MacBook Air has issues, says Apple
- 04 February, 2008 08:50
MacBook Air users might need to move their new ultra-thin laptops to keep bits moving to and fro, Apple said in a note on its support site, just one of several problems posted now that the new portable has started shipping.
Among the documents that populate the support section Apple unveiled this week for its newest Mac was one that outlined an issue between the Air and some external monitors. "If your MacBook Air is closed and an external display is your only display, you may notice a reduction of throughput for wireless networks that use the 2.4GHz band," Apple said in a document published on the newly-opened MacBook Air section of the company's online support site.
To fix the problem and get throughput back on track, Apple recommends that users try another channel on the wireless access point, switch frequency ranges, or move the MacBook Air closer to the base station.
Other MacBook Air wireless issues, according to Apple, involve slow speeds when connected to multiple Bluetooth devices and balky routers that refuse to work the Remote Disc magic. For the latter, Apple suggested that users update the firmware of their non-Apple 802.11n wireless routers to get disc-sharing operational.
Apple also confirmed that MacBook Air users who want to install Windows XP or Vista in a Boot Camp partition must have an external USB optical drive, like the US$99 SuperDrive the company sells. Windows can't be installed using the Remote Disc CD/DVD-sharing software bundled with the MacBook Air, said Apple. "Be sure to connect your external USB optical drive to your MacBook Air before starting the Boot Camp Assistant," the company warned.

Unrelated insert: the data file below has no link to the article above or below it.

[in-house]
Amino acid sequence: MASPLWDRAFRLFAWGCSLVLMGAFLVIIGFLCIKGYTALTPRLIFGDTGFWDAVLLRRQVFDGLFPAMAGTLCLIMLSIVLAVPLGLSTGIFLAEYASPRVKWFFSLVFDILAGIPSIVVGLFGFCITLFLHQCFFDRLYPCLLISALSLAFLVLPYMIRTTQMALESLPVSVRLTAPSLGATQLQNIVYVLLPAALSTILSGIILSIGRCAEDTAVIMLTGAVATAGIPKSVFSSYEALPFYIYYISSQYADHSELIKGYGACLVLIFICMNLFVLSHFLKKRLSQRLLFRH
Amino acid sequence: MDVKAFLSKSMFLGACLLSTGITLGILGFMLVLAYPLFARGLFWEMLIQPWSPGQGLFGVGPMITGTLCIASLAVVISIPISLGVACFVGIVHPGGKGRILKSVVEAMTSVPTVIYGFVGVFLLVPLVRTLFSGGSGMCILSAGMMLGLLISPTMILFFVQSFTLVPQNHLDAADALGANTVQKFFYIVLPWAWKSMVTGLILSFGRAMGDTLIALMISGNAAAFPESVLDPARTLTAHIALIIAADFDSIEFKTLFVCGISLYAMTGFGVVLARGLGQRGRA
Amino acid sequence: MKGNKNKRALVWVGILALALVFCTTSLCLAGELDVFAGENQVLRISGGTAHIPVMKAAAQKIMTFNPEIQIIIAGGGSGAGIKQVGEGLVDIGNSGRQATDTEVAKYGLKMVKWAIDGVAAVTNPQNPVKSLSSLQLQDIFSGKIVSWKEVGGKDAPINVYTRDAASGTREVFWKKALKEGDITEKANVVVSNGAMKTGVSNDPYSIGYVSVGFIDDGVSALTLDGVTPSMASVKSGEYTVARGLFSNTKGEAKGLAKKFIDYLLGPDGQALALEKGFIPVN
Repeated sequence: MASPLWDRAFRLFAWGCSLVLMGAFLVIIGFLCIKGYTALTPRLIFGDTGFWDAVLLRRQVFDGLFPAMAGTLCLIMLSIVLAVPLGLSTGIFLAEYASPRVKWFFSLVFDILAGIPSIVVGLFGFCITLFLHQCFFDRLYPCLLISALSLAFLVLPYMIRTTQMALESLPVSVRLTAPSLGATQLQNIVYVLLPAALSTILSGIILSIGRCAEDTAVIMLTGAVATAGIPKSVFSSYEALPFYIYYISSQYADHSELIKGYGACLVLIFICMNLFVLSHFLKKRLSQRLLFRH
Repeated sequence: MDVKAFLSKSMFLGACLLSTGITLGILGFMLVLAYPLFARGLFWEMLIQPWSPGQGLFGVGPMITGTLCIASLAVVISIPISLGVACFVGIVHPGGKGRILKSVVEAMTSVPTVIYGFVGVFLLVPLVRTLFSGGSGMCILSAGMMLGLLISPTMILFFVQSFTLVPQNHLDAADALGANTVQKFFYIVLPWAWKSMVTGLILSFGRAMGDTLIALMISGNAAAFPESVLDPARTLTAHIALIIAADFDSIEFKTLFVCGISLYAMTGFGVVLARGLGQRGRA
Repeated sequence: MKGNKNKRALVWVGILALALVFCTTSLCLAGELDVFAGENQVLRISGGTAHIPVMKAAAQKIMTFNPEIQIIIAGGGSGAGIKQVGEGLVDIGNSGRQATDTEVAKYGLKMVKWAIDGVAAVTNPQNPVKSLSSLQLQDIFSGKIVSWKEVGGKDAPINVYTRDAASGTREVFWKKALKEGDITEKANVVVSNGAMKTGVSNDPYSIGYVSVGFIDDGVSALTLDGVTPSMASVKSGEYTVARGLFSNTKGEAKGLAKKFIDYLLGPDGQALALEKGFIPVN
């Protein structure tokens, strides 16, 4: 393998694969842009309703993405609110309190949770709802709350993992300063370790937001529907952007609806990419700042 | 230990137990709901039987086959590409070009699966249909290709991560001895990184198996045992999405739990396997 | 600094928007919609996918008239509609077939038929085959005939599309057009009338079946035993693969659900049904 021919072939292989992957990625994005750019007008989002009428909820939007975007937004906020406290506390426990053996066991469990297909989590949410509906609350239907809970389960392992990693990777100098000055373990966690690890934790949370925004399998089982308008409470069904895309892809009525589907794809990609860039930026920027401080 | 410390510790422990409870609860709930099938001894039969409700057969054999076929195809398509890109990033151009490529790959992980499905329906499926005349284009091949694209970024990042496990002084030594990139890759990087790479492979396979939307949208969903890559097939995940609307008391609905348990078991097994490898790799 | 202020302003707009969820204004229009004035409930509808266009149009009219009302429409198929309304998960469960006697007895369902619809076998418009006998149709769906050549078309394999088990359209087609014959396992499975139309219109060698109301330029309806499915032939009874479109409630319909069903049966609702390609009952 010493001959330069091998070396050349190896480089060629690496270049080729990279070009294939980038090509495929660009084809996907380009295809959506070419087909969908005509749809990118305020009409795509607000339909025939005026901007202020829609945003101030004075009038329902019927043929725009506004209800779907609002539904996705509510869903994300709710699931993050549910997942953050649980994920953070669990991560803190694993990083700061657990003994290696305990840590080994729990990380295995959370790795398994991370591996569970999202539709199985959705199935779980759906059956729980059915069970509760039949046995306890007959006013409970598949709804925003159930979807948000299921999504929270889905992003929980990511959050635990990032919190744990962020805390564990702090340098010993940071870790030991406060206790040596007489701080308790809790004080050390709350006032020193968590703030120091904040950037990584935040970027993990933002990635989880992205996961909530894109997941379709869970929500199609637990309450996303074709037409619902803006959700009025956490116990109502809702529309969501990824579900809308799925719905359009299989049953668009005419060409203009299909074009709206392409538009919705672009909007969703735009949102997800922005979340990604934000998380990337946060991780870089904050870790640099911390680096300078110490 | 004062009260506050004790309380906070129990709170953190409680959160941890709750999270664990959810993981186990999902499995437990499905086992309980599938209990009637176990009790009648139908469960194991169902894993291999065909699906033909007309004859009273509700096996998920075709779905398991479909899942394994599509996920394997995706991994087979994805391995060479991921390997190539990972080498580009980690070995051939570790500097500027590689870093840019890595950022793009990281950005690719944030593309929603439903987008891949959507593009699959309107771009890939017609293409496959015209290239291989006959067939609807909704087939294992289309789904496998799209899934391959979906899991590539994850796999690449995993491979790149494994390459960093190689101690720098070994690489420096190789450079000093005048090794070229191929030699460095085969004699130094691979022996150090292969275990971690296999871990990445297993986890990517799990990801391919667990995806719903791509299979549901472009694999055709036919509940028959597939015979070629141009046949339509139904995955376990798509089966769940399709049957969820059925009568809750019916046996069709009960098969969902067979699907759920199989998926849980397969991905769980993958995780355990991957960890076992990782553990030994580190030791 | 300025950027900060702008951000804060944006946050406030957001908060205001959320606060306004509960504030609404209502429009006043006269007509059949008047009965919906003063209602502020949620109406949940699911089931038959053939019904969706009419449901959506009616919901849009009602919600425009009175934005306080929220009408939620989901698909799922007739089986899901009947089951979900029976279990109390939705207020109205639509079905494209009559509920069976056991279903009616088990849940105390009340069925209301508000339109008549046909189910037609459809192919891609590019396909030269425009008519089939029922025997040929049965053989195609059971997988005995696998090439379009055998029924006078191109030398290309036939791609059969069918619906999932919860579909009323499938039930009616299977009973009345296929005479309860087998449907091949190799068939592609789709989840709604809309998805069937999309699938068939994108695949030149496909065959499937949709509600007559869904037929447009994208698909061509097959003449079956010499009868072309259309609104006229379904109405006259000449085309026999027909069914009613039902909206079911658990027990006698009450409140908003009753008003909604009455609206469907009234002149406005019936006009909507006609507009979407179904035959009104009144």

Other FYIs from the Cupertino, Calif.-based computer and consumer electronics maker included a note that some headphones won't properly jack into the MacBook Air because of the notebook's nearly-hidden audio-out port. "Some third-party audio products, such as headphones, may not plug into the MacBook Air headphone jack because part of the connector does not fit within the port hatch," Apple admitted. "Use a third-party headphone adapter to extend the audio connection outside of the port hatch. Adapters are available at the Apple Store."
Proud MacBook Air owners should reconsider migrating from an older Mac over the default wireless connection that the Air offers, Apple added. A cabled connection is a smarter idea. "Consider using a USB Ethernet adapter on your MacBook Air and a wired Ethernet connection to your migration source for your data migration," said Apple. "This should be much faster than using a wireless connection."
And if users must migrate using wireless -- perhaps because they had not sprung for the US$29 adapter that hangs an Ethernet port from the Air's sole USB jack -- they should pay attention to signal strength. "Use the Signal Strength meter in the upper right corner of your screen to find a location that provides the best signal to your source computer before you start," Apple recommends.
As with other recently-revamped Macs, the MacBook Air comes with one additional warning: "The Mac OS X 10.5 installation media that shipped with your MacBook Air is designed for use on this computer only and not intended for any other computer. The installer prevents this software from being installed on other Macintosh computers. Furthermore, other Mac OS X 10.5 installation media should not be used when restoring the system software on your MacBook Air."
The MacBook Air, which Apple CEO Steve Jobs unveiled January 15 at Macworld, began reaching customers this week. Apple's newest laptop comes in two configurations: a US$1,799 base model and a US$3,098 system that sports a faster Intel Core 2 Duo processor and a 64GB SSD (Solid State Drive) in place of the traditional 80GB hard drive packaged with the lower-priced Air.
Apple retail stores that had not received stock as of Wednesday reported limited numbers of MacBook Air systems on hand Friday. A sales representative at the store in Manhattan, for instance, said: "We have just a few of the 80GB [MacBook Airs]," but acknowledged that the store had none of the more expensive SSD-equipped notebooks available for sale.